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Food production and resource use of urban farms and gardens: a five‑country study

Dorr, Erica, Hawes, Jason, Goldstein, Benjamin, Fargue-Lelièvre, Agnes, Fox-Kämper, Runrid, Specht, Kathrin, Fedeńczak, Konstancja, Caputo, Silvio, Cohen, Nevin, Poniży, Lidia, and others. (2023) Food production and resource use of urban farms and gardens: a five‑country study. Agronomy for Sustainable Development, 43 (1). Article Number 18. ISSN 1773-0155. (doi:10.1007/s13593-022-00859-4) (KAR id:101938)


There is a lack of data on resources used and food produced at urban farms. This hampers attempts to quantify the environmental impacts of urban agriculture or craft policies for sustainable food production in cities. To address this gap, we used a citizen science approach to collect data from 72 urban agriculture sites, representing three types of spaces (urban farms, collective gardens, individual gardens), in five countries (France, Germany, Poland, United Kingdom, and United States). We answered three key questions about urban agriculture with this unprecedented dataset: (1) What are its land, water, nutrient, and energy demands? (2) How productive is it relative to conventional agriculture and across types of farms? and (3) What are its contributions to local biodiversity? We found that participant farms used dozens of inputs, most of which were organic (e.g., manure for fertilizers). Farms required on average 71.6 L of irrigation water, 5.5 L of compost, and 0.53 m2 of land per kilogram of harvested food. Irrigation was lower in individual gardens and higher in sites using drip irrigation. While extremely variable, yields at well-managed urban farms can exceed those of conventional counterparts. Although farm type did not predict yield, our cluster analysis demonstrated that individually managed leisure gardens had lower yields than other farms and gardens. Farms in our sample contributed significantly to local biodiversity, with an average of 20 different crops per farm not including ornamental plants. Aside from clarifying important trends in resource use at urban farms using a robust and open dataset, this study also raises numerous questions about how crop selection and growing practices influence the environmental impacts of growing food in cities. We conclude with a research agenda to tackle these and other pressing questions on resource use at urban farms.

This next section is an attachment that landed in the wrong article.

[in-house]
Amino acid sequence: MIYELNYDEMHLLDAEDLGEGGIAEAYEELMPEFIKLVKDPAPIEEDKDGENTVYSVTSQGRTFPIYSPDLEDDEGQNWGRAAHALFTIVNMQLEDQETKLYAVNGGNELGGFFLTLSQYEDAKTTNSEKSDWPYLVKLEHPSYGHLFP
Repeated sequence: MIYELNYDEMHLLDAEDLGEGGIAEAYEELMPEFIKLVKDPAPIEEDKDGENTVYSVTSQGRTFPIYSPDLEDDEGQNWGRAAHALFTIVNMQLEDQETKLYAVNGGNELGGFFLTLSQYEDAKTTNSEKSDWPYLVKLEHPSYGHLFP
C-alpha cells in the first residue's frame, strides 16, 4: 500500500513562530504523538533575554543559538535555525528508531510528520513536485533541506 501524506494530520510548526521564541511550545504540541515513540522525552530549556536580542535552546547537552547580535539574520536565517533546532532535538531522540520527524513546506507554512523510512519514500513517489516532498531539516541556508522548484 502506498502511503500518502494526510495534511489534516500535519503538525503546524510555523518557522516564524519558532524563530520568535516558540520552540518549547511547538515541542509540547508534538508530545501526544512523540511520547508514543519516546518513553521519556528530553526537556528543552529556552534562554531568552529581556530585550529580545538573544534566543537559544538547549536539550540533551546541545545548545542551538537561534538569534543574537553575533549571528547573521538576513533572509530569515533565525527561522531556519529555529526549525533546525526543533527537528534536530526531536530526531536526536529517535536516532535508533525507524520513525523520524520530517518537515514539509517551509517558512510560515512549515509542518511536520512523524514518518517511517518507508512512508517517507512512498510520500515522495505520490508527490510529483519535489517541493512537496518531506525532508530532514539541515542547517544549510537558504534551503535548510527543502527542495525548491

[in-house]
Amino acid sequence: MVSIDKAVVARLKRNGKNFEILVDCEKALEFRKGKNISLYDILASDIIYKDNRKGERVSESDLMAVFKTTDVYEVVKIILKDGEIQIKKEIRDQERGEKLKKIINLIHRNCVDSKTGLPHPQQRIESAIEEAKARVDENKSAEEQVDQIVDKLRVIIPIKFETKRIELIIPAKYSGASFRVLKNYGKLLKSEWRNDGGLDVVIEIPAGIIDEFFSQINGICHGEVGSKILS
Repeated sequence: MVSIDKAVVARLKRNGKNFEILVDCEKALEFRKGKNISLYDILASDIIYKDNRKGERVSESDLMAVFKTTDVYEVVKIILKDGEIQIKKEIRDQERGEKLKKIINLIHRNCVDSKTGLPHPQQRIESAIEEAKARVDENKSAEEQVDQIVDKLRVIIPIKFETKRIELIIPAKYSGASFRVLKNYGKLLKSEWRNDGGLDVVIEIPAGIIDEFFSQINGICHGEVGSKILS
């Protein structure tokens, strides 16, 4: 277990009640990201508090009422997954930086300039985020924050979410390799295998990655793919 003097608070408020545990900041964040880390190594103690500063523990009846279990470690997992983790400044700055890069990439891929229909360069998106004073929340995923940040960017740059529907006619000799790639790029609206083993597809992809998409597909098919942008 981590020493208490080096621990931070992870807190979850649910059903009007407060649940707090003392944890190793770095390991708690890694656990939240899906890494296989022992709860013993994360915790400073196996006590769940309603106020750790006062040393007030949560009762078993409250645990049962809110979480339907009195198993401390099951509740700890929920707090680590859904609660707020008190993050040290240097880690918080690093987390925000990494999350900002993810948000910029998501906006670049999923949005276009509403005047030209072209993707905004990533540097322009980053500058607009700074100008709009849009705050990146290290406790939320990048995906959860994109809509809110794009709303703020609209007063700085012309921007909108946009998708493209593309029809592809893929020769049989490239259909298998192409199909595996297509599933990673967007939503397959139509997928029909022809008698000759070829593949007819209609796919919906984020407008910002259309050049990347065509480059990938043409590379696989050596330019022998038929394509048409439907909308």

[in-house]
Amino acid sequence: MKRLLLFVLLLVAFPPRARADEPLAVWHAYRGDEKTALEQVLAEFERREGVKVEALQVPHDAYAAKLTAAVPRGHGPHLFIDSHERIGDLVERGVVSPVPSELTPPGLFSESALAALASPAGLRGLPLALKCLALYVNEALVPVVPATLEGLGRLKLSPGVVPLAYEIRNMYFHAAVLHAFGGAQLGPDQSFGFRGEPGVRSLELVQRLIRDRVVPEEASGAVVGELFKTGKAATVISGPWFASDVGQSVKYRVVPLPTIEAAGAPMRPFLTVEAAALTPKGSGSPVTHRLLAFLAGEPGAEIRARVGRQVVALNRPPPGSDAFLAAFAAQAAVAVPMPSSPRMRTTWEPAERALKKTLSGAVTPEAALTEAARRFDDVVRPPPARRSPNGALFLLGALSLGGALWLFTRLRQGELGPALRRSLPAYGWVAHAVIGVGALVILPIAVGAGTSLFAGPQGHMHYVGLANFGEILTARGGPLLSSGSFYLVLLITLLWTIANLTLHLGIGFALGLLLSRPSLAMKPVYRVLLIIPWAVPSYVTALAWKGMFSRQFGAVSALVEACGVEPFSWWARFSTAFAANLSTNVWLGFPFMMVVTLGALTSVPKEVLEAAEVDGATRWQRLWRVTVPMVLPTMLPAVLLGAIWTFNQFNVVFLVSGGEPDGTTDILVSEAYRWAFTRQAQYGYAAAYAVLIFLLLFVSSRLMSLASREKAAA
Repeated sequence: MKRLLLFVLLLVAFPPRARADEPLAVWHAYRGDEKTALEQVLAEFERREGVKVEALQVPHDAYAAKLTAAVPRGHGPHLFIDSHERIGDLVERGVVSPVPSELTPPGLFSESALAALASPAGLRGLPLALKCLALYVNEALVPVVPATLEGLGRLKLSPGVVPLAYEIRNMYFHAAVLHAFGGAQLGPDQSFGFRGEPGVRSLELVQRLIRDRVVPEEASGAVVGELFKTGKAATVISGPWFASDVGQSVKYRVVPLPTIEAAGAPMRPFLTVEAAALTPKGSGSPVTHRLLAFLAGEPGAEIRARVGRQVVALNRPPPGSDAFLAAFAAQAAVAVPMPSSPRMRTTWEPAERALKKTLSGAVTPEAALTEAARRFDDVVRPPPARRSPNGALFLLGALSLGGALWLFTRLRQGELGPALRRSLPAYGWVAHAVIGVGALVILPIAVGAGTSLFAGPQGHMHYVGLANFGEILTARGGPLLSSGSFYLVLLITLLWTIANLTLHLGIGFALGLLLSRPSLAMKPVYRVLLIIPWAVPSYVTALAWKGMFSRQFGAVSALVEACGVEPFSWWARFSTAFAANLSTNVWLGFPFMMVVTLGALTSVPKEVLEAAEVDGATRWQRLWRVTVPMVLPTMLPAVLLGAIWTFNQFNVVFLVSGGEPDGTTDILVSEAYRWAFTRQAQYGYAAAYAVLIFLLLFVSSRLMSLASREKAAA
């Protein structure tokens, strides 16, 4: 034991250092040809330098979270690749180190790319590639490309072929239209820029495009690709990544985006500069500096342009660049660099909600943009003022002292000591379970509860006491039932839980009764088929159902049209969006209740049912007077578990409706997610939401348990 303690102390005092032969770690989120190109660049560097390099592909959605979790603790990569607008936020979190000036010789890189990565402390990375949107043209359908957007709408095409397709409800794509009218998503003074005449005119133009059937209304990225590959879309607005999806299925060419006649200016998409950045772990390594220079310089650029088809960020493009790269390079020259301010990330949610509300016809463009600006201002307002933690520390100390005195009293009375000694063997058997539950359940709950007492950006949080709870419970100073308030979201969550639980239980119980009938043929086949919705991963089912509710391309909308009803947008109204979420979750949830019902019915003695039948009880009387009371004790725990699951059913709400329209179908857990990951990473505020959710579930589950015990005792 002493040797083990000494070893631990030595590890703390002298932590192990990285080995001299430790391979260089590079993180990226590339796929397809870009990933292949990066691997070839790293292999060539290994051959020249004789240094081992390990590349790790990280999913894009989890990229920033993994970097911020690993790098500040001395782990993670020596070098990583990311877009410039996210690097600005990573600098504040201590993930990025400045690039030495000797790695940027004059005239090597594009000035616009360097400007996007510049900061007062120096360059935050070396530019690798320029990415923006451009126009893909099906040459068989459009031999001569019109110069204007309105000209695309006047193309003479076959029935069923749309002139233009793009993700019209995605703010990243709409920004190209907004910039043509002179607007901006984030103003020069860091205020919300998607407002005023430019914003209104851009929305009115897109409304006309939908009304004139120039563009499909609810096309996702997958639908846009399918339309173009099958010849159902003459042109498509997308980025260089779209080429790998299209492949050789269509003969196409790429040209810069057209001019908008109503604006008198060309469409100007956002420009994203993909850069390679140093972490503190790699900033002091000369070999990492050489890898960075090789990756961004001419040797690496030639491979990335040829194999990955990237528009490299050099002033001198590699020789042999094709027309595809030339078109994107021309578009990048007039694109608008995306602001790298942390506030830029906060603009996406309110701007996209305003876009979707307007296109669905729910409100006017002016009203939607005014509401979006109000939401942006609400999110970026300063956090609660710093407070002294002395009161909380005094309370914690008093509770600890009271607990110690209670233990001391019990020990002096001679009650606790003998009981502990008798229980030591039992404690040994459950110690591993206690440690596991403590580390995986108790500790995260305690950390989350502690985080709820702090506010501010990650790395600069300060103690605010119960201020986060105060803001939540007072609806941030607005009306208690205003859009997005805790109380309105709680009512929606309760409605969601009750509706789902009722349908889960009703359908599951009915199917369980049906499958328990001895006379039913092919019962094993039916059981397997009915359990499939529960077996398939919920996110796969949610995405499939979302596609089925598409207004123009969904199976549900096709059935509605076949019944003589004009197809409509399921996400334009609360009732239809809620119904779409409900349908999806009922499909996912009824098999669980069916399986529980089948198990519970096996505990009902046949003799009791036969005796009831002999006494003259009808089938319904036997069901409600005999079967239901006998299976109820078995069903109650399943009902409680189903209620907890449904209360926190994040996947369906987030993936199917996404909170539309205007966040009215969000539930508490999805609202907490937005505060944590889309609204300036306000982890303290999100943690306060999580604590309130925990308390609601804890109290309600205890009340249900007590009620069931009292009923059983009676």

Item Type: Article
DOI/Identification number: 10.1007/s13593-022-00859-4
Projects: FEWmeter
Additional information: For the purpose of open access, the author has applied a CC BY public copyright licence to any Author Accepted Manuscript version arising.
Uncontrolled keywords: Urban agriculture, Urban farm, Community garden, Allotment garden, Individual garden, Sustainability, Resource use, Food-energy-water nexus, Resource efficiency, Yield
Subjects: G Geography. Anthropology. Recreation > G Geography (General)
S Agriculture > S Agriculture (General)
Divisions: Divisions > Division of Arts and Humanities > Kent School of Architecture and Planning
Funders: Economic and Social Research Council (
Depositing User: Silvio Caputo
Date Deposited: 05 Jul 2023 09:22 UTC
Last Modified: 27 Feb 2024 11:35 UTC
Resource URI: (The current URI for this page, for reference purposes)

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